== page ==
It seemed to me that I was part of something that I can't even find the words for. I suppose that I was becoming more consciously aware of “Essential” things, but not thinking about anything in the human sense of the word. I knew that I existed, but without the physical body that I previously had. I had a brief, albeit fleeting consideration of what I might be (as far as form) and what I likened it to was if someone could picture a thought' or consciousness,' something like that; then that what I was, or part of, but on a universal scale; at least, that's what it seemed to me.
The experience was beyond anything to compare it to or conceivable in the imagination of mortals, because there is no human vocabulary to describe it. In the words of the Chinese Daoist in portraying the Tao: "If you experience it, you can't describe it; if you can describe it, then you haven't experienced it." There was the sense of everything all-at-once, and yet, N-O-T-H-I-N-G-N-E-S-S. As I write this, I can still glimpse that part of it that will always remain within me, but I still can't put it into exact words because there is no conceptual framework on which to use as a guidepost.
Interestingly enough, although I don't really know why, but I started to rationalize or started thinking, and realized that I wasn't breathing (in the human sense) because I existed is some form other than a physical one as far as I could perceive. Instead of continuing to experience the timeless moment, for some unknown reason I just couldn't wait to get back and tell somebody or anybody what this was like. Then suddenly, like a bolt from the blue, it dawned on me that I might not get the chance, ever again! Then a sense of awe and finality filled my being and I thought,"Oh My God!"
The next thing I remember was a re-awakening (in a sense) and being in my physical body, conscious and sentient, but still not breathing as of yet. Then suddenly, I took the deepest inhalation, possibly similar to the breath of life ("neshamah" in the Hebrew) as recorded in the Jewish Old Testament; this is my best guess of the experience because I did not remember how to start the process of respiration [breathing].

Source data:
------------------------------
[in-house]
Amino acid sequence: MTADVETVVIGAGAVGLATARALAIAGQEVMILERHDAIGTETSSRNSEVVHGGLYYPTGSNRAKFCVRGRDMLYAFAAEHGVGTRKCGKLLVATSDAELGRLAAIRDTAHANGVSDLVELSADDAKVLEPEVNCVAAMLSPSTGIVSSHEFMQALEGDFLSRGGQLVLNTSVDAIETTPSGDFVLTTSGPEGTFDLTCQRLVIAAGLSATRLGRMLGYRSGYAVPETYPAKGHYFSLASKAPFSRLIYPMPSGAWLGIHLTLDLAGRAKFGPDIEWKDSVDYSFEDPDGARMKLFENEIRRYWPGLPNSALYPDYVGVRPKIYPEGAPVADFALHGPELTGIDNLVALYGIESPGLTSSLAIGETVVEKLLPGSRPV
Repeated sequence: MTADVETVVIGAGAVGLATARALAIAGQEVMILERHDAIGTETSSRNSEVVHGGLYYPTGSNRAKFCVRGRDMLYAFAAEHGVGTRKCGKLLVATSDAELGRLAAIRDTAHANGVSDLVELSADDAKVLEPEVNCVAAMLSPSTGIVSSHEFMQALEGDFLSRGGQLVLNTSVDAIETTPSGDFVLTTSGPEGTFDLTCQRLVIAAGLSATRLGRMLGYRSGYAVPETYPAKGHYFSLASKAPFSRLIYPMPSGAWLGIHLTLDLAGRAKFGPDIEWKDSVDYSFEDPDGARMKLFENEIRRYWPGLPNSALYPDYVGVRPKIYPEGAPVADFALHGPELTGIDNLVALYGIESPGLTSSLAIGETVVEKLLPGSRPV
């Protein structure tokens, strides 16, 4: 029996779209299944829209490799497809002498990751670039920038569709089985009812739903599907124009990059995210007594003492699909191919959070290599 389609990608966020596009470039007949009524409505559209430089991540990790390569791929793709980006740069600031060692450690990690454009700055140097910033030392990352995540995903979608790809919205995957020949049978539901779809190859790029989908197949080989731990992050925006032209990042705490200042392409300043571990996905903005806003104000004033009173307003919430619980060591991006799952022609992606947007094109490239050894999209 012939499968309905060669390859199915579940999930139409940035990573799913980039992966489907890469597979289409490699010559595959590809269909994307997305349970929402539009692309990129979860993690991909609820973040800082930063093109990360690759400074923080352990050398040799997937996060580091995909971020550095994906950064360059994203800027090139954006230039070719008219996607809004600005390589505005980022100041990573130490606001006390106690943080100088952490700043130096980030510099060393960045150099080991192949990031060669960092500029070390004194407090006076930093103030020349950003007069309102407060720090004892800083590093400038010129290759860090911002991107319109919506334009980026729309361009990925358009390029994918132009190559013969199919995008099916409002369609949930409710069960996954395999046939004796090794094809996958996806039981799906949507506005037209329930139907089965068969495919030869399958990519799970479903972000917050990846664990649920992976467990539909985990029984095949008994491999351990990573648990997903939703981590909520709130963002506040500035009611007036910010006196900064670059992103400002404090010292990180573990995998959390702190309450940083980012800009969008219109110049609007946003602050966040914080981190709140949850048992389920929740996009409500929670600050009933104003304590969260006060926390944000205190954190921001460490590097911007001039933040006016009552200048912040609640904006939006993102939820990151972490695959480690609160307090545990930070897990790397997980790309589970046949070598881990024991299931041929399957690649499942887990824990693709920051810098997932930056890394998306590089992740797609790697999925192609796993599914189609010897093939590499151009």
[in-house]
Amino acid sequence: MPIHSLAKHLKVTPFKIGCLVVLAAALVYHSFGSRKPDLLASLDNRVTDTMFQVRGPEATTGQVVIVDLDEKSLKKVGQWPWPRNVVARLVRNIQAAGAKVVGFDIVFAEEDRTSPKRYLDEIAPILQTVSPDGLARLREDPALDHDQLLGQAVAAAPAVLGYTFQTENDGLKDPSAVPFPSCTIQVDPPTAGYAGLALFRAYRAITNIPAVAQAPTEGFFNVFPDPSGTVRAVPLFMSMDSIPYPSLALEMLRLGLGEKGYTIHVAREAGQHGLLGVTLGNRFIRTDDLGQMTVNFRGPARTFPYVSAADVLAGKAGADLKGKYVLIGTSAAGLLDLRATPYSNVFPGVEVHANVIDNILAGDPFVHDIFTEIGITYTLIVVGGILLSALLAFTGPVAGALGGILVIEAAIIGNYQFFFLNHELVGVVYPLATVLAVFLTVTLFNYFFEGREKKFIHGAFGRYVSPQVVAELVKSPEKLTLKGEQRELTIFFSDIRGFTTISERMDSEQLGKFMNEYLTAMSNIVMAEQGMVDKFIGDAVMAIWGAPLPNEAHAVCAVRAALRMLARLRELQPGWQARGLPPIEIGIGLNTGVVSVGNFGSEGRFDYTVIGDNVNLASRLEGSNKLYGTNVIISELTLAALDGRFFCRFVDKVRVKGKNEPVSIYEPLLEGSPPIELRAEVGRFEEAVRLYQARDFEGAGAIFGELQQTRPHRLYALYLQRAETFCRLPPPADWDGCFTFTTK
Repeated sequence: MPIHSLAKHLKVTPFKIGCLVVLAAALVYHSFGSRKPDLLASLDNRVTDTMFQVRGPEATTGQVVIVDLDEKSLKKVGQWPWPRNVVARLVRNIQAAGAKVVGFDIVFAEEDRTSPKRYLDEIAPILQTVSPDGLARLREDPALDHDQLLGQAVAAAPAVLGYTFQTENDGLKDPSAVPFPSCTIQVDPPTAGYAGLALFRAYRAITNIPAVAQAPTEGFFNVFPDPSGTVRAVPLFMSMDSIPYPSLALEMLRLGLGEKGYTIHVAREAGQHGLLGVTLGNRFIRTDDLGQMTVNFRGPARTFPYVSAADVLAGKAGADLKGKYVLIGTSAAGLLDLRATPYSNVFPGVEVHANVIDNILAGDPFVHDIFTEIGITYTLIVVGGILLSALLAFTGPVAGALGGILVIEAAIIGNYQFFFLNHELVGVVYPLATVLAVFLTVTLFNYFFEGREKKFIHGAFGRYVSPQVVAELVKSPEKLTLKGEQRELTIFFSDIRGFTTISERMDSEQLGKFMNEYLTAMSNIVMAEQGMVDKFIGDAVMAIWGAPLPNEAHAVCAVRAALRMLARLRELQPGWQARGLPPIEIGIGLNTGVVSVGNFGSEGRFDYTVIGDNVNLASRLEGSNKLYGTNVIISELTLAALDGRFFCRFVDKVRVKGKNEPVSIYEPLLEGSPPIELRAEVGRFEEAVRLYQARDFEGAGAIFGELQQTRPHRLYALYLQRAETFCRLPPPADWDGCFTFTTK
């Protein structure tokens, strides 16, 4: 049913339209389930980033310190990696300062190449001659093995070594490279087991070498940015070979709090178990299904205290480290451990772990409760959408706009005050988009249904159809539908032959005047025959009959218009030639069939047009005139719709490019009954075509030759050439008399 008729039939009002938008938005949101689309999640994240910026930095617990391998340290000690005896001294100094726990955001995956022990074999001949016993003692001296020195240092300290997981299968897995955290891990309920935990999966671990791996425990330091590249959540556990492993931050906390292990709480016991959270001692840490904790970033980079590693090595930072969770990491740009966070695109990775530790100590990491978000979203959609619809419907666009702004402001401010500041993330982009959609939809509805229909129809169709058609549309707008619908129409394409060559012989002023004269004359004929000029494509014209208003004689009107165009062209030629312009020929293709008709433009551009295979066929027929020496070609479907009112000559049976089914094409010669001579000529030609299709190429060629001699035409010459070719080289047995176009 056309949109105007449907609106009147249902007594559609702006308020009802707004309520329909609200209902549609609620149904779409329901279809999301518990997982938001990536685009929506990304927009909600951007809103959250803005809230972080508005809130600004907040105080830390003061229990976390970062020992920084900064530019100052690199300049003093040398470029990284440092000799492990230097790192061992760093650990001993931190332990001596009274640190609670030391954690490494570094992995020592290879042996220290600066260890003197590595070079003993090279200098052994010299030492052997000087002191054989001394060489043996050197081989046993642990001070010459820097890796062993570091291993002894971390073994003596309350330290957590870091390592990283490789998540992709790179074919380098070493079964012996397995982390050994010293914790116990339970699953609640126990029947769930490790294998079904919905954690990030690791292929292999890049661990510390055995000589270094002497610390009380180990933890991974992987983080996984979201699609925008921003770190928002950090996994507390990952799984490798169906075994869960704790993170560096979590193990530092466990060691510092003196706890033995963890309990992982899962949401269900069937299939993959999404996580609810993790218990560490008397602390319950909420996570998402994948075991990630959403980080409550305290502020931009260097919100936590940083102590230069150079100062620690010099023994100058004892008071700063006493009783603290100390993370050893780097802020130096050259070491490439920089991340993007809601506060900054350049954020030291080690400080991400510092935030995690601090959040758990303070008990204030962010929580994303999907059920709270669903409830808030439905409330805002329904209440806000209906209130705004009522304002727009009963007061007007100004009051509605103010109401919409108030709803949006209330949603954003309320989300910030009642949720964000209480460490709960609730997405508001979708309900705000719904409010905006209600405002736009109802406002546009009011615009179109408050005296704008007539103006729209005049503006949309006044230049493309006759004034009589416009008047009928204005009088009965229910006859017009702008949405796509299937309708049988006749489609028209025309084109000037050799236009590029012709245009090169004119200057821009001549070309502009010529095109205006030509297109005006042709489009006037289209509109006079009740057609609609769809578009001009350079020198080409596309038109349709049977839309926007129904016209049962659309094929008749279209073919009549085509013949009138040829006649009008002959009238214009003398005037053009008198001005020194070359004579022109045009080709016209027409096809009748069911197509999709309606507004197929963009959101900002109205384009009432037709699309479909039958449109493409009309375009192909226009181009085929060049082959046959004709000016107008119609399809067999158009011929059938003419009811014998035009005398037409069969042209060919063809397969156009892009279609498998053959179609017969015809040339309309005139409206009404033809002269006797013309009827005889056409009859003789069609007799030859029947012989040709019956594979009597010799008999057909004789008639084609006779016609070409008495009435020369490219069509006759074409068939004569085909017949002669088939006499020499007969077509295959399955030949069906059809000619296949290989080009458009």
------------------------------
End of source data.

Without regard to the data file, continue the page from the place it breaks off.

After what seemed like timeless moments, I came back from where I emerged from to where I had been, and I pondered for some days over the meaning and purpose of what happened to me because I did not converse with any celestial being or archangel and so I wasn't quite so sure what to make of it all.
I shared the experience with a few acquaintances that are knowledgeable in metaphysical things; some of them having had a near death experience or out of body experience (OBE), which is what I had. The only difference between the two may simply be one of degrees or duration, because in my case, I don't believe that I was "clinically dead". I think what happened is that for a moment, my body and mind were so relaxed that I was allowed to slip past the normal boundary of reality and experience something akin to "enlightenment;" or ascendancy on some higher plane of existence; probably what the ancient yogis, priests, hierophants, and monks aspired to, and which some did achieve.
Maybe what I experienced at that time was attaining a ‘oneness' with what some might call the "Group Soul" or "Universal Mind", which is the Collective Conscience of all human experience that each of us, based on our experience and lessons on earth, leave a record of. So, what great message did I bring back from beyond this veil of reality? Well, not much; just this: "Love is the total absence of fear." Perhaps Marianne Williamson is right after all. Love is the Alpha and Omega, the beginning of all things and the end of all things.
Although, as a believing Christian I know the Scriptures don’t appear to substantiate what happened to me, but nevertheless I cannot deny the profound thing I experienced which was an “epiphany,” nor will I attempt to devalue it just for the sake of appeasement to some of the doubters. All I know is that it was deeply moving, spiritual, unforgettable, and I will never be able to view LIFE or DEATH again in the same way as I did before.